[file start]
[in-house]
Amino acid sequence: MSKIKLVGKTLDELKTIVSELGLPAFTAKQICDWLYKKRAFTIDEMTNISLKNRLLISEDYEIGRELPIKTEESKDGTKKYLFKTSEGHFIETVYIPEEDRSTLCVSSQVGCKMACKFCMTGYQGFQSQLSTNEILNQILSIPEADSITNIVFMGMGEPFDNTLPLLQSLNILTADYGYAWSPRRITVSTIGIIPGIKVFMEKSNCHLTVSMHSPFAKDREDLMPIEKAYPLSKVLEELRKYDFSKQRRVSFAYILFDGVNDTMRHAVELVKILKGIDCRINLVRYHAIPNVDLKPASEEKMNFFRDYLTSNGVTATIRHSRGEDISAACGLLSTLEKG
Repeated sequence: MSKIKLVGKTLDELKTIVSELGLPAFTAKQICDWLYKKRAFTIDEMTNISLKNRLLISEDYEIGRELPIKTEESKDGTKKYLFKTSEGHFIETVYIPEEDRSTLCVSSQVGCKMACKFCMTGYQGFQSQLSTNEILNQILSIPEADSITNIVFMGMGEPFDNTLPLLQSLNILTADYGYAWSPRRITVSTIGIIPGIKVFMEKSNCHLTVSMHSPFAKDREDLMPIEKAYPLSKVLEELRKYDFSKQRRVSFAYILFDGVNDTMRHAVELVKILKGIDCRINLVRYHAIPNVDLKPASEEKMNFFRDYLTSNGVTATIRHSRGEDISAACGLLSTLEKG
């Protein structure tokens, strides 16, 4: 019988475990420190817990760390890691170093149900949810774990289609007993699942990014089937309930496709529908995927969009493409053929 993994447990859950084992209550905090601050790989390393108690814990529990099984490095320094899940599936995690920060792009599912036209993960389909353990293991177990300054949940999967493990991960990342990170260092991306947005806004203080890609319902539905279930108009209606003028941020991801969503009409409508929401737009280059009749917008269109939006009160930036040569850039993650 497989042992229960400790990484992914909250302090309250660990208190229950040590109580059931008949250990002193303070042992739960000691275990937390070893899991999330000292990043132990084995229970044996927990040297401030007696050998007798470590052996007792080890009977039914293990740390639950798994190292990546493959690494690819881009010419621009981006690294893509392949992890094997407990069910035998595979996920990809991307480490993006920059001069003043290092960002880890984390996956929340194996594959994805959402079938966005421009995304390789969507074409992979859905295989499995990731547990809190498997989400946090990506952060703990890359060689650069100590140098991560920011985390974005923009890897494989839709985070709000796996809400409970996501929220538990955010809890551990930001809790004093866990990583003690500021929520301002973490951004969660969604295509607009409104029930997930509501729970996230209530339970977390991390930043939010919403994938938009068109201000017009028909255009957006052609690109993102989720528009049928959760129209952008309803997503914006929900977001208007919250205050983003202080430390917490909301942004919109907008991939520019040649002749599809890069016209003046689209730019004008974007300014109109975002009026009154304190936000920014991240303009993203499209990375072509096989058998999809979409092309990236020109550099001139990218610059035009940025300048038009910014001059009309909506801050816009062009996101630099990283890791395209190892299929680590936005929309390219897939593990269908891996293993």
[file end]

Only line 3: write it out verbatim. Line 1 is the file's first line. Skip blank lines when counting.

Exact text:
Repeated sequence: MSKIKLVGKTLDELKTIVSELGLPAFTAKQICDWLYKKRAFTIDEMTNISLKNRLLISEDYEIGRELPIKTEESKDGTKKYLFKTSEGHFIETVYIPEEDRSTLCVSSQVGCKMACKFCMTGYQGFQSQLSTNEILNQILSIPEADSITNIVFMGMGEPFDNTLPLLQSLNILTADYGYAWSPRRITVSTIGIIPGIKVFMEKSNCHLTVSMHSPFAKDREDLMPIEKAYPLSKVLEELRKYDFSKQRRVSFAYILFDGVNDTMRHAVELVKILKGIDCRINLVRYHAIPNVDLKPASEEKMNFFRDYLTSNGVTATIRHSRGEDISAACGLLSTLEKG